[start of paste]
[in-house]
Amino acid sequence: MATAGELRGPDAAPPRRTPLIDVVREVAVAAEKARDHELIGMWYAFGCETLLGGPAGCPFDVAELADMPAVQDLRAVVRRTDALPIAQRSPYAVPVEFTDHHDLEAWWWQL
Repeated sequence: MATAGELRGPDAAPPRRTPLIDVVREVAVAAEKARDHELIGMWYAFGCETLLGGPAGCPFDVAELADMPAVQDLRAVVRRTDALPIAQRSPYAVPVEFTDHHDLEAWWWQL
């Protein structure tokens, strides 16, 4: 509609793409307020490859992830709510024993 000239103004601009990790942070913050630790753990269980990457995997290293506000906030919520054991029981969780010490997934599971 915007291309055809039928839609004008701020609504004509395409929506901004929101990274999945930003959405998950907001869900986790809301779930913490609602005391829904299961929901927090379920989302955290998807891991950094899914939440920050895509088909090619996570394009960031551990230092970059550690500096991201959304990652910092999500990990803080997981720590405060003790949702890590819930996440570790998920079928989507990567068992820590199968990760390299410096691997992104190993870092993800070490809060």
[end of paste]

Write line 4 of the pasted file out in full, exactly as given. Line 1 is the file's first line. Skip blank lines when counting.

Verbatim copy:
């Protein structure tokens, strides 16, 4: 509609793409307020490859992830709510024993 000239103004601009990790942070913050630790753990269980990457995997290293506000906030919520054991029981969780010490997934599971 915007291309055809039928839609004008701020609504004509395409929506901004929101990274999945930003959405998950907001869900986790809301779930913490609602005391829904299961929901927090379920989302955290998807891991950094899914939440920050895509088909090619996570394009960031551990230092970059550690500096991201959304990652910092999500990990803080997981720590405060003790949702890590819930996440570790998920079928989507990567068992820590199968990760390299410096691997992104190993870092993800070490809060």